I can see how offending someone isn’t the best way to begin a conversation, but I’m missing why comparing Christianity with other examples is inappropriate. Why should religion get special treatment? A stupid economic policy can be plainly evaluated without causing offense.

          Has anyone else been told that examples were offensive?

        • http://batman-news.com Anton

          I recently got into a conversation about Christianity and the Flying Spaghetti Monster. This believer felt that the FSM was offensive.

          But isn’t that what it’s intended to be?

          Whatever strategy you want to pursue is up to you, but I don’t know why you’re surprised that people become “judgmental and hateful” when you treat their deeply-held beliefs like a failed scientific hypothesis. They don’t hold these beliefs because of some rational assessment of their truth content, the cultural construct provides them solace, a sense of community, and meaning. Should these things be irrelevant to humanity? Or are people only allowed to derive comfort in the face of adversity from evidence-based beliefs?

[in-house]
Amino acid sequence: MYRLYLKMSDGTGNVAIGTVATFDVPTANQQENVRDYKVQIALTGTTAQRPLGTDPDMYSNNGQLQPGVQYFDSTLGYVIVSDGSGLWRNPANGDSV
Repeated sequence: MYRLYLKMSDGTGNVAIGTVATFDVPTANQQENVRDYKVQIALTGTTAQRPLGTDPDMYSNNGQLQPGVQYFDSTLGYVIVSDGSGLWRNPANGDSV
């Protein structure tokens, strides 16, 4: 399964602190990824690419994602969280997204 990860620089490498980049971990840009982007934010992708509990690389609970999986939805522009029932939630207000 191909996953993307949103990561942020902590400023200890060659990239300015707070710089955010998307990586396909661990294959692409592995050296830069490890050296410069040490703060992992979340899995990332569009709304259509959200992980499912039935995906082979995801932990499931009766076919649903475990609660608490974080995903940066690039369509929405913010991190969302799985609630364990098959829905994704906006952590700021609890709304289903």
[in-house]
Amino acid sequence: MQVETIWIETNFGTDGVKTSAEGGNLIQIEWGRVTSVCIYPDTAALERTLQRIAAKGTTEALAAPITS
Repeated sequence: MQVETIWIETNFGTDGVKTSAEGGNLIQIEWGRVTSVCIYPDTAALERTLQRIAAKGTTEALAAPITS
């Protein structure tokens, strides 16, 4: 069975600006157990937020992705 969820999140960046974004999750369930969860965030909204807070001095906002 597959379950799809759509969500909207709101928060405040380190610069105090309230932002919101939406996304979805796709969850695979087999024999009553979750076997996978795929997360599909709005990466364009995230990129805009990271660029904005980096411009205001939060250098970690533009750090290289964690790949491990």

One of the other blogs here had a recent article about an award-winning picture of Filipino women conducting a Christian ritual in the aftermath of a devastating typhoon. The women weren’t picketing an abortion clinic, protesting marriage equality, or pushing pseudoscience in their schools. However, all the nice, safe, Western wiseguys could do was mock and patronize these believers. I realize that nonbelievers were very generous with donations after the typhoon. But the lack of empathy for these people, and the level of scorn for the way they struggled to maintain their community rituals after such devastation, makes me wonder whether there’s a clear understanding among nonbelievers that we all have needs that aren’t material.